Abstract

In this article, you’ll drill deeper into the details of how an assembly is hosted by the CLR and come to understand the relationship between the application domain (appdomain) and processes. The appdomain, in a nutshell, comprises logical segments within a given process that host a set of related .NET assemblies. In addition to that, this article also explores manipulating a currently running process.

Process

A process is a fixed, safe boundary for a running program and an operating system level concept used to describe a set of resources and the necessary memory allocations used by a running application. The operating creates a separate and isolated process for each executable loaded into memory. Furthermore, in application isolation, the result is much more stable and robust in the runtime environment because the failure of one process does not affect the functioning of another process. Data in one process can’t be directly accessed by another process, unless you make use of distributed API programming such as WCF, COM+ and Remoting.

Every Windows process is assigned a unique process identifier (PID) and may be independently loaded and unloaded by the OS. You can view the various running processes of Windows OS through Task Manager as following;


Every Windows process contains an initial thread that functions as an entry point for the application. Formally speaking, a thread is a path of execution within a process. Processes that contain a single primary thread of execution are considered to be thread-safe.

Process in Depth

The System.Diagonostic namespace defines a number of types that allow you to programmatically interact with processes and various other manipulations such as performance counter and event log.

To illustrate the process of manipulating the Process object, assume you have a console application that displays all the currently running processes in the system.

using System;
using System.Diagnostics;

namespace ProcessDemo
{
    class Program
    {
        static void Main(string[] args)
        {
            Process[] p = Process.GetProcesses("system-machine");

            foreach (Process a in p)
            {
                Console.WriteLine("Current Running Processesn");
                string str = string.Format("PID::{0} t Name::{1}",a.Id,a.ProcessName);
                Console.WriteLine(str);
                Console.ReadKey();
            }
        }
    }
}

You will see the PID and names for all processes on your local computer as follows:


In addition to obtaining a full list of all running processes on a given machine, the GetProcessById() method allows you to obtain a single Process object via its associated PID.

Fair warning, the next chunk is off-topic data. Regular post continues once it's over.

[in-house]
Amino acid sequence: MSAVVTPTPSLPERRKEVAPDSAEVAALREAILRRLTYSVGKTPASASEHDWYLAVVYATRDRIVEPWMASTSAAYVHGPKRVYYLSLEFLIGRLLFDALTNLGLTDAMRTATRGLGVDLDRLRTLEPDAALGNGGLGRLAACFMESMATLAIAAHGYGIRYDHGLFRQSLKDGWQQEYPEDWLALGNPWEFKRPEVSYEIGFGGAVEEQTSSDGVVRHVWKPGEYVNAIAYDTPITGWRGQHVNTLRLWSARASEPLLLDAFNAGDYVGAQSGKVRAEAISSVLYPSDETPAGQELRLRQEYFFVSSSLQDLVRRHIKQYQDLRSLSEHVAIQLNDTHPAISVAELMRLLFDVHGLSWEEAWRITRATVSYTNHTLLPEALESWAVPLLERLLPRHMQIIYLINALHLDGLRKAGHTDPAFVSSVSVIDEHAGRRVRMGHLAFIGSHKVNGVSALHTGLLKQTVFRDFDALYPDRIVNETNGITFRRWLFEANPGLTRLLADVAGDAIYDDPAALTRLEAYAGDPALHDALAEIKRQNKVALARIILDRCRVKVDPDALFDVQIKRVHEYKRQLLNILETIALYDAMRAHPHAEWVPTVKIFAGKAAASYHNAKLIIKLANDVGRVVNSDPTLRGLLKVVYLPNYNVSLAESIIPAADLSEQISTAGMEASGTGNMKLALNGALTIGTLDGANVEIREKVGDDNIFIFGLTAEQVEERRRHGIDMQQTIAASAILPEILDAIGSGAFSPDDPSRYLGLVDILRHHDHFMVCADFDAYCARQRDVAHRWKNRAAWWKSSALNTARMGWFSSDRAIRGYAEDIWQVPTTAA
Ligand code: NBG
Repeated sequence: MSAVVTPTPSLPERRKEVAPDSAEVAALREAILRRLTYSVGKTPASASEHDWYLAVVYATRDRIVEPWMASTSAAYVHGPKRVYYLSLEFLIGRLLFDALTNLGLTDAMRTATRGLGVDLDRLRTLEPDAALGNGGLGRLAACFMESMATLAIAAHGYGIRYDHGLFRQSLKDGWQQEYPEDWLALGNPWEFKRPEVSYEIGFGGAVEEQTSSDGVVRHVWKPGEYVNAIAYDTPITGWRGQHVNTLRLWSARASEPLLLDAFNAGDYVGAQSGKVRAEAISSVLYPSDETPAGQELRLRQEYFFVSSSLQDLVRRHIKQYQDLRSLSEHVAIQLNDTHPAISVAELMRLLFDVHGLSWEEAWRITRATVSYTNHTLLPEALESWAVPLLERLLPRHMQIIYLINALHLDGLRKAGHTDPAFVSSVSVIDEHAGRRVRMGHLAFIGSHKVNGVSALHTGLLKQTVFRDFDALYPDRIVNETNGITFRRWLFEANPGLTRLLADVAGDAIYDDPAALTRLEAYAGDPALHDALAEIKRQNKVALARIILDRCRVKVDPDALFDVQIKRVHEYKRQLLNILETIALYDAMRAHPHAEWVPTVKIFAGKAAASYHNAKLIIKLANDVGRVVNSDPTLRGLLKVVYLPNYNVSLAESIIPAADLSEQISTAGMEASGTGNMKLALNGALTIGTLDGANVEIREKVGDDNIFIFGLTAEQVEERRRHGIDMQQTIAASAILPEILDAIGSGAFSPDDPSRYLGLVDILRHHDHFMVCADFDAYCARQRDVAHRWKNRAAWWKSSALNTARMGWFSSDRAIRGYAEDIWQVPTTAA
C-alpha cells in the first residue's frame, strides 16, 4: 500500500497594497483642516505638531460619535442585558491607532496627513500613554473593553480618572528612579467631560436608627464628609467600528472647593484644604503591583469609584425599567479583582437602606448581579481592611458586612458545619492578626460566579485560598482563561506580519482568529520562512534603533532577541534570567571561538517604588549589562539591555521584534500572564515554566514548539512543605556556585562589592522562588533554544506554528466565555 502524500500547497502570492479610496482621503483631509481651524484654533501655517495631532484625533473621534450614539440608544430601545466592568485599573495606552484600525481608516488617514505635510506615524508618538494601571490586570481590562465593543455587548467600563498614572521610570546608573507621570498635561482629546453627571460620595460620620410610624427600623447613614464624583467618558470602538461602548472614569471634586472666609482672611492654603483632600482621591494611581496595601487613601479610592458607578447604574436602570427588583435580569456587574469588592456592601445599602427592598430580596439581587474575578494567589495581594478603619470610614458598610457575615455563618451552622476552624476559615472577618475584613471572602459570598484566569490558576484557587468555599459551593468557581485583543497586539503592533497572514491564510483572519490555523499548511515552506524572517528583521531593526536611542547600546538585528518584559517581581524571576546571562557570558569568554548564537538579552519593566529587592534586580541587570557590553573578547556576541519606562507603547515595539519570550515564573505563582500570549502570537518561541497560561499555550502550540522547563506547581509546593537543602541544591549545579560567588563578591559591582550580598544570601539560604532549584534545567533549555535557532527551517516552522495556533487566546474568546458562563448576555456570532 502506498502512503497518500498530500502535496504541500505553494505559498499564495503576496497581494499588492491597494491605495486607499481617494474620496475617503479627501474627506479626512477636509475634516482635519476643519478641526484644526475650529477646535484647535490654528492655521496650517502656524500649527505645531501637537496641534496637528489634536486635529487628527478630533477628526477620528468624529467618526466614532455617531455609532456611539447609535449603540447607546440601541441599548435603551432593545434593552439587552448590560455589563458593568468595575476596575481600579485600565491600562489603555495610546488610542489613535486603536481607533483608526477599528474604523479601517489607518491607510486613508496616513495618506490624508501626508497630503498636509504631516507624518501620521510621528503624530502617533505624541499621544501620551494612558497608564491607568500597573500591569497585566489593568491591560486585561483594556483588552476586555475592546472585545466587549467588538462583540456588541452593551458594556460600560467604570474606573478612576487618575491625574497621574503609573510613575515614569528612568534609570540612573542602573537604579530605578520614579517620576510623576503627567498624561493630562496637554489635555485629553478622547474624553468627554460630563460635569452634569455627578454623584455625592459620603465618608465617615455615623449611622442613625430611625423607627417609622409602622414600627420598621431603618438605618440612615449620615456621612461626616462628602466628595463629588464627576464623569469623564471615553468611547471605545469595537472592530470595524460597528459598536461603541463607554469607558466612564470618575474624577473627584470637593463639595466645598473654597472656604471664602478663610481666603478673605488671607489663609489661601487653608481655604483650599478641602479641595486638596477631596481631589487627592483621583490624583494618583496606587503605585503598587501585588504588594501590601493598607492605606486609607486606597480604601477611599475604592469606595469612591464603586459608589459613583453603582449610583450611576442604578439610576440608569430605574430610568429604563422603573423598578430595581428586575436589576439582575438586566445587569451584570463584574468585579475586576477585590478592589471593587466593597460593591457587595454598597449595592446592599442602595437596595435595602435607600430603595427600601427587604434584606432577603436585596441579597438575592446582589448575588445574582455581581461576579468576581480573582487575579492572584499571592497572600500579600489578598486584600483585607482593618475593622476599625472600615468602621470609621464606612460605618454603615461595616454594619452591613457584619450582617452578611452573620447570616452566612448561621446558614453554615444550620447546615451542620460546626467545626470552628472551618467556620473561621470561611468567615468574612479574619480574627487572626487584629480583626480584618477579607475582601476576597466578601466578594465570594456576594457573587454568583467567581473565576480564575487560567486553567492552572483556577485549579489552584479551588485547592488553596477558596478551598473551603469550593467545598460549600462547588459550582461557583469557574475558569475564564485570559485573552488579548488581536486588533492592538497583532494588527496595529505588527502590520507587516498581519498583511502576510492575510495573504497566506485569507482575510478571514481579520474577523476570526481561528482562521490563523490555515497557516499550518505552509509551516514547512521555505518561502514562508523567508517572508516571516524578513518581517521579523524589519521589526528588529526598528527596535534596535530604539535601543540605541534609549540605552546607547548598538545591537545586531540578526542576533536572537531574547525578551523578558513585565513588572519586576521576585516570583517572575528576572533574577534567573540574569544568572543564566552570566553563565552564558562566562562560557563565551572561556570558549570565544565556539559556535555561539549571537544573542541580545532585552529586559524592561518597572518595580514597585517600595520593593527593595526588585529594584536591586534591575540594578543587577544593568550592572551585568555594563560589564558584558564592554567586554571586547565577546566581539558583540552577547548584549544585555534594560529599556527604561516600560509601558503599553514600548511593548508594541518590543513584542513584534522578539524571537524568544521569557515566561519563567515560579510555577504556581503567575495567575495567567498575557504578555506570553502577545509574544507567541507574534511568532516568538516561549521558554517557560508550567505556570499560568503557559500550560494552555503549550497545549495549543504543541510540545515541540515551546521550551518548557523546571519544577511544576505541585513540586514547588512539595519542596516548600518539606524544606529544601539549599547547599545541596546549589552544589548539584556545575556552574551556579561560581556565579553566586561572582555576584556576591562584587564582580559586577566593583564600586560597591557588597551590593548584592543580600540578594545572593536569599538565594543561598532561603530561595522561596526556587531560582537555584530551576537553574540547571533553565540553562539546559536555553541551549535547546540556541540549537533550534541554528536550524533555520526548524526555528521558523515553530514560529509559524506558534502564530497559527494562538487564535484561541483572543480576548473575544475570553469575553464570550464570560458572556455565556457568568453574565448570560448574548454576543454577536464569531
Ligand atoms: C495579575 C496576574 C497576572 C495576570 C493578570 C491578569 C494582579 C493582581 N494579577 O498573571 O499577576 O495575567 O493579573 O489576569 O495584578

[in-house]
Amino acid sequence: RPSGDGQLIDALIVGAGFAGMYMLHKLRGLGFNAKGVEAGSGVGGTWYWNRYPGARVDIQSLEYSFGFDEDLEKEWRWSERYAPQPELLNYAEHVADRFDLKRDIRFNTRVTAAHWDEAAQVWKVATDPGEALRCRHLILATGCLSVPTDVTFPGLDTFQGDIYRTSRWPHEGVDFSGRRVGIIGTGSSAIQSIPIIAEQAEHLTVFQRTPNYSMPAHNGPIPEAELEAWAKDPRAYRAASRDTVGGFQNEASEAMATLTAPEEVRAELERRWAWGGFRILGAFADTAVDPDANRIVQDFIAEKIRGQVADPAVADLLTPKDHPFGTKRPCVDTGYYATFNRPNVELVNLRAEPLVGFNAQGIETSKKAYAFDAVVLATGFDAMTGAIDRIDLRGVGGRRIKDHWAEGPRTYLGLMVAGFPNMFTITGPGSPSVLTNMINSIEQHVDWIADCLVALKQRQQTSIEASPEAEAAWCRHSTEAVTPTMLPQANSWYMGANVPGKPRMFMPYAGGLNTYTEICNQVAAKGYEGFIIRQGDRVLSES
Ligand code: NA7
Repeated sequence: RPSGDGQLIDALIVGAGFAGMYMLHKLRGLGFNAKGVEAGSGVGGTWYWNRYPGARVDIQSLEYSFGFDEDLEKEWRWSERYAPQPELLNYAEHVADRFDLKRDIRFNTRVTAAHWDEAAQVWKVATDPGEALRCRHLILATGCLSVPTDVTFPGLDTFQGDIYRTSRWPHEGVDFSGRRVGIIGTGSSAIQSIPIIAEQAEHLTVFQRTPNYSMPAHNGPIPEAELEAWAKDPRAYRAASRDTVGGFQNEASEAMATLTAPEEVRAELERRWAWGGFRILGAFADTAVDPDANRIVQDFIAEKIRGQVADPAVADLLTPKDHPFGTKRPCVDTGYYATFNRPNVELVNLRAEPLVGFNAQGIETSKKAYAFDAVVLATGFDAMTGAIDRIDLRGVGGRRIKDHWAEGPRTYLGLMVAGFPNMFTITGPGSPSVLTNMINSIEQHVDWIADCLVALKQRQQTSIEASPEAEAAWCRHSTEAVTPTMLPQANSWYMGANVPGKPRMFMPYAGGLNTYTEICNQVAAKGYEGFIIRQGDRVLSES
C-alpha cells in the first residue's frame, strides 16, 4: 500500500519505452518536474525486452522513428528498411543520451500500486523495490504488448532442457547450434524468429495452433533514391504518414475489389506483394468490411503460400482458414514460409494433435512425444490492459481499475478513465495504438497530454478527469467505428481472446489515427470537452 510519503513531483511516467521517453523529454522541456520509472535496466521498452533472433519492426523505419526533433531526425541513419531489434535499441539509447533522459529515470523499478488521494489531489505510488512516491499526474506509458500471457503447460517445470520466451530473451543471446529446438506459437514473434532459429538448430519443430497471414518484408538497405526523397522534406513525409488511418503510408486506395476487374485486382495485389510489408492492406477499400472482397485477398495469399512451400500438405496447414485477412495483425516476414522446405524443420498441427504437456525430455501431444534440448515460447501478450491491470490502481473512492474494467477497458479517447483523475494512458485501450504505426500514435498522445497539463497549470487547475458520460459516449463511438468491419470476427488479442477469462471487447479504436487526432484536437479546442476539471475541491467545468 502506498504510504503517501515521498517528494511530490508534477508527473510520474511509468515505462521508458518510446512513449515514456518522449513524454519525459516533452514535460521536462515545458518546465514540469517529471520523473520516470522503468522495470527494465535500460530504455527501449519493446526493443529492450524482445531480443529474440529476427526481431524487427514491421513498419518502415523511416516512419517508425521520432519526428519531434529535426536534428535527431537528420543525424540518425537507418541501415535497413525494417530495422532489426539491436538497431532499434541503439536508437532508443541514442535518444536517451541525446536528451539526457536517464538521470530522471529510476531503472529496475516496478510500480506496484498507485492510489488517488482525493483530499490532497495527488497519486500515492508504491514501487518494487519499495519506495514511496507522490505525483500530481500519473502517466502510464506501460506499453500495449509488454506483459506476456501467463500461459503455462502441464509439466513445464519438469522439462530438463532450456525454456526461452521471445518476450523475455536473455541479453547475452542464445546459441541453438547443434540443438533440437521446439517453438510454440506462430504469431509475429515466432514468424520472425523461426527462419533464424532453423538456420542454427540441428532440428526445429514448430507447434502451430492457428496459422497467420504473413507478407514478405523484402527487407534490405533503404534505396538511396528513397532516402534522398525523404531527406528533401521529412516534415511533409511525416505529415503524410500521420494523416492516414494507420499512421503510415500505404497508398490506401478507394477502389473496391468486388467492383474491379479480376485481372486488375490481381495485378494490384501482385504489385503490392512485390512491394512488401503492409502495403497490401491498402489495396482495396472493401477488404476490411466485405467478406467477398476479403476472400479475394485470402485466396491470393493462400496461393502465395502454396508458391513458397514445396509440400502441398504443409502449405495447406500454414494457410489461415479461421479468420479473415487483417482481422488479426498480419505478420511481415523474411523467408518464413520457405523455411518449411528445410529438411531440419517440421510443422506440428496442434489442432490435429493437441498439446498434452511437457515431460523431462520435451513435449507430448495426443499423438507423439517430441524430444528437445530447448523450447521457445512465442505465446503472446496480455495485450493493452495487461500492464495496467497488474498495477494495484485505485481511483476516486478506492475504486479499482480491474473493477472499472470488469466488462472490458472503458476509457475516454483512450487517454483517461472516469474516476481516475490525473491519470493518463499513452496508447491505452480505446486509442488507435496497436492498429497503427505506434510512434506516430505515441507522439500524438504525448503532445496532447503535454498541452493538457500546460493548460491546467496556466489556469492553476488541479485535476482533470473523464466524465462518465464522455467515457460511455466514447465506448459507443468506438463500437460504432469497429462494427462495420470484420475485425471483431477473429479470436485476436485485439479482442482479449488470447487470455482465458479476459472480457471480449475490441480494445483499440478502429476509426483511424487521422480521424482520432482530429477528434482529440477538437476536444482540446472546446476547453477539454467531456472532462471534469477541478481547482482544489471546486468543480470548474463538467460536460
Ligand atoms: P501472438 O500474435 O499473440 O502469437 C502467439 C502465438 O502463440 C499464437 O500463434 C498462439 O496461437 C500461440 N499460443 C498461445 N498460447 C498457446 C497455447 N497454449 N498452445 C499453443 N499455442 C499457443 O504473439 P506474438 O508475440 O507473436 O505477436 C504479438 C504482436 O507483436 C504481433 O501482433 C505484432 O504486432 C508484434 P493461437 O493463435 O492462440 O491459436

using System;
using System.Diagnostics;

namespace ProcessDemo
{
    class Program
    {
        static void Main(string[] args)
        {
            Console.Write("Enter Process ID::");
            string pid = Console.ReadLine();
            Process p = null;
            try
            {
                p = Process.GetProcessById(int.Parse(pid));
            }
            catch(Exception)
            {
                Console.WriteLine("PID not Found");
            }

            Console.WriteLine("Threads used by: {0}",p.ProcessName);
            ProcessThreadCollection ptc = p.Threads;
            foreach (ProcessThread a in ptc)
            {
                Console.WriteLine("Current Running Processesn");
                string str = string.Format("PID::{0} t Start Time::{1}",a.Id,a.StartTime.ToShortTimeString());
                Console.WriteLine(str);
                Console.ReadKey();
            }
        }
    }
}

When you run your company, you can now enter the PID of any process on your machine, and threads used in the process as follows:


The following sample shows the Start() method. This method provides a way to programmatically launch and terminate a process as follows:

using System;
using System.Diagnostics;

namespace ProcessDemo
{
    class Program
    {
        static void Main(string[] args)
        {
            Process p = null;
            try
            {
                p = Process.Start("chrome.exe","www.google.com");
            }
            catch(Exception)
            {
                Console.WriteLine("Error!!!");
            }
            Console.WriteLine("Process Start: {0}",p.ProcessName);
            Console.ReadKey();
        }
    }
}

Application Domain

An application domain is a logical container for set of assemblies in which an executable is hosted. As you have seen, a single process may contain multiple application domains, each of which is hosting a .NET executable. The first appdomain created when the CLR is initialized is called the default AppDomain and this default one is destroyed when the Windows process is terminated. Here are some specific features offered by AppDomain:

  • AppDomain can be independently secured

    When an appdomain is created, it can have a permission set applied to it that determines the maximum rights granted to assemblies running in the AppDomain, which ensure the code cannot be corrupted.

  • AppDomain can be unloaded

    The CLR doesn’t endorse the ability to unload a single assembly from an AppDomain. However, the CLR will notify to unload entire currently contained assemblies from an appdomain.

  • Independently configured

    AppDomain can have cluster of configuration settings associated with it, for instance, how the CLR loads assemblies into appdomain, search path and loader optimization.

  • No mutual intervention by multiple appdomain